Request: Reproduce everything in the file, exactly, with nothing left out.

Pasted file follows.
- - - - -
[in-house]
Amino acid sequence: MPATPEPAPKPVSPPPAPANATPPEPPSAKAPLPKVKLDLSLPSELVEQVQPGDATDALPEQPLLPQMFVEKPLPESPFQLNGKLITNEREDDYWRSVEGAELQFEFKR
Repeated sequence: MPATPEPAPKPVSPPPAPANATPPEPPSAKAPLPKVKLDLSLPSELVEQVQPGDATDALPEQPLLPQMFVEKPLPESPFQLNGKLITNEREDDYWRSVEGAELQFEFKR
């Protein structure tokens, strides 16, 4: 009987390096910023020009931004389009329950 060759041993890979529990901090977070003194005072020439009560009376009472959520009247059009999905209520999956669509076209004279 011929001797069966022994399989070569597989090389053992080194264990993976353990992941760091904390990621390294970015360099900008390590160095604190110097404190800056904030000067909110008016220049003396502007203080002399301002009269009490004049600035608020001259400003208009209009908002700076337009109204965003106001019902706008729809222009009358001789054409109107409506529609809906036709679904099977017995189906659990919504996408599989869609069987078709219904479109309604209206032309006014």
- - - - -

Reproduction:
[in-house]
Amino acid sequence: MPATPEPAPKPVSPPPAPANATPPEPPSAKAPLPKVKLDLSLPSELVEQVQPGDATDALPEQPLLPQMFVEKPLPESPFQLNGKLITNEREDDYWRSVEGAELQFEFKR
Repeated sequence: MPATPEPAPKPVSPPPAPANATPPEPPSAKAPLPKVKLDLSLPSELVEQVQPGDATDALPEQPLLPQMFVEKPLPESPFQLNGKLITNEREDDYWRSVEGAELQFEFKR
């Protein structure tokens, strides 16, 4: 009987390096910023020009931004389009329950 060759041993890979529990901090977070003194005072020439009560009376009472959520009247059009999905209520999956669509076209004279 011929001797069966022994399989070569597989090389053992080194264990993976353990992941760091904390990621390294970015360099900008390590160095604190110097404190800056904030000067909110008016220049003396502007203080002399301002009269009490004049600035608020001259400003208009209009908002700076337009109204965003106001019902706008729809222009009358001789054409109107409506529609809906036709679904099977017995189906659990919504996408599989869609069987078709219904479109309604209206032309006014």